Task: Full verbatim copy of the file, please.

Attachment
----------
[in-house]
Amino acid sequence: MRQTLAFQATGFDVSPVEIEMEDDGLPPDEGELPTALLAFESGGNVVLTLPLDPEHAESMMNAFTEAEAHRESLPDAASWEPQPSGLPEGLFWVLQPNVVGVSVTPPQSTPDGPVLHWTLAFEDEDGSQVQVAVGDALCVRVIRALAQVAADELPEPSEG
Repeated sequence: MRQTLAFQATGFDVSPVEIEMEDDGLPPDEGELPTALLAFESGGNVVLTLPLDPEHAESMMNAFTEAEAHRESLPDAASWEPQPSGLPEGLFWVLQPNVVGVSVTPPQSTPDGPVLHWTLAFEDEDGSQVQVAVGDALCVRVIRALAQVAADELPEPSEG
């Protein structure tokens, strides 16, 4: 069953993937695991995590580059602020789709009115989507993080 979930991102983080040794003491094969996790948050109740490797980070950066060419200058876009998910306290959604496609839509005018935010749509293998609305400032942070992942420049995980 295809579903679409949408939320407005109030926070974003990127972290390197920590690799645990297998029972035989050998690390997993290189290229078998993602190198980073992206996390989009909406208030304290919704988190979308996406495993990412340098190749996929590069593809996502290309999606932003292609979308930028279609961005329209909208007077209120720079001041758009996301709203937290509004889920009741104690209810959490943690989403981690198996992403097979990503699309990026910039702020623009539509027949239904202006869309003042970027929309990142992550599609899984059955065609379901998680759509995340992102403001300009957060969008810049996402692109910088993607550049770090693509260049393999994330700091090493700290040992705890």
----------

[in-house]
Amino acid sequence: MRQTLAFQATGFDVSPVEIEMEDDGLPPDEGELPTALLAFESGGNVVLTLPLDPEHAESMMNAFTEAEAHRESLPDAASWEPQPSGLPEGLFWVLQPNVVGVSVTPPQSTPDGPVLHWTLAFEDEDGSQVQVAVGDALCVRVIRALAQVAADELPEPSEG
Repeated sequence: MRQTLAFQATGFDVSPVEIEMEDDGLPPDEGELPTALLAFESGGNVVLTLPLDPEHAESMMNAFTEAEAHRESLPDAASWEPQPSGLPEGLFWVLQPNVVGVSVTPPQSTPDGPVLHWTLAFEDEDGSQVQVAVGDALCVRVIRALAQVAADELPEPSEG
């Protein structure tokens, strides 16, 4: 069953993937695991995590580059602020789709009115989507993080 979930991102983080040794003491094969996790948050109740490797980070950066060419200058876009998910306290959604496609839509005018935010749509293998609305400032942070992942420049995980 295809579903679409949408939320407005109030926070974003990127972290390197920590690799645990297998029972035989050998690390997993290189290229078998993602190198980073992206996390989009909406208030304290919704988190979308996406495993990412340098190749996929590069593809996502290309999606932003292609979308930028279609961005329209909208007077209120720079001041758009996301709203937290509004889920009741104690209810959490943690989403981690198996992403097979990503699309990026910039702020623009539509027949239904202006869309003042970027929309990142992550599609899984059955065609379901998680759509995340992102403001300009957060969008810049996402692109910088993607550049770090693509260049393999994330700091090493700290040992705890």